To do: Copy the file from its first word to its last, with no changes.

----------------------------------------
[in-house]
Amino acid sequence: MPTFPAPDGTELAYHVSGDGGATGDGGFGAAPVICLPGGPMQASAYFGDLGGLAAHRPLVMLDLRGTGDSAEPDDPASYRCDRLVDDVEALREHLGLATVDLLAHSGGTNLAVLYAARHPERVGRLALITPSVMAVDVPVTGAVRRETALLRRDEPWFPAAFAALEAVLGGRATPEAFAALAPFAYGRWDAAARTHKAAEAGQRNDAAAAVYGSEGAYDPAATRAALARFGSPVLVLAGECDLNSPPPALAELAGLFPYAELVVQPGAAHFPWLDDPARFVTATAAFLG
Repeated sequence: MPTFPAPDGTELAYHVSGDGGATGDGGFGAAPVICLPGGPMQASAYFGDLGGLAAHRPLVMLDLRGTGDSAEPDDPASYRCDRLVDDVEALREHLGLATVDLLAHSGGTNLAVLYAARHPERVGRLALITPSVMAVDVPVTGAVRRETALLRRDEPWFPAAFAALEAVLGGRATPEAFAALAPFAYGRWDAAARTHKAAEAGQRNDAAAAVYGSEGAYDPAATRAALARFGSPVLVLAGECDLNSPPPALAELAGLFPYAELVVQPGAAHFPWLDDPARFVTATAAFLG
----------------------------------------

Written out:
[in-house]
Amino acid sequence: MPTFPAPDGTELAYHVSGDGGATGDGGFGAAPVICLPGGPMQASAYFGDLGGLAAHRPLVMLDLRGTGDSAEPDDPASYRCDRLVDDVEALREHLGLATVDLLAHSGGTNLAVLYAARHPERVGRLALITPSVMAVDVPVTGAVRRETALLRRDEPWFPAAFAALEAVLGGRATPEAFAALAPFAYGRWDAAARTHKAAEAGQRNDAAAAVYGSEGAYDPAATRAALARFGSPVLVLAGECDLNSPPPALAELAGLFPYAELVVQPGAAHFPWLDDPARFVTATAAFLG
Repeated sequence: MPTFPAPDGTELAYHVSGDGGATGDGGFGAAPVICLPGGPMQASAYFGDLGGLAAHRPLVMLDLRGTGDSAEPDDPASYRCDRLVDDVEALREHLGLATVDLLAHSGGTNLAVLYAARHPERVGRLALITPSVMAVDVPVTGAVRRETALLRRDEPWFPAAFAALEAVLGGRATPEAFAALAPFAYGRWDAAARTHKAAEAGQRNDAAAAVYGSEGAYDPAATRAALARFGSPVLVLAGECDLNSPPPALAELAGLFPYAELVVQPGAAHFPWLDDPARFVTATAAFLG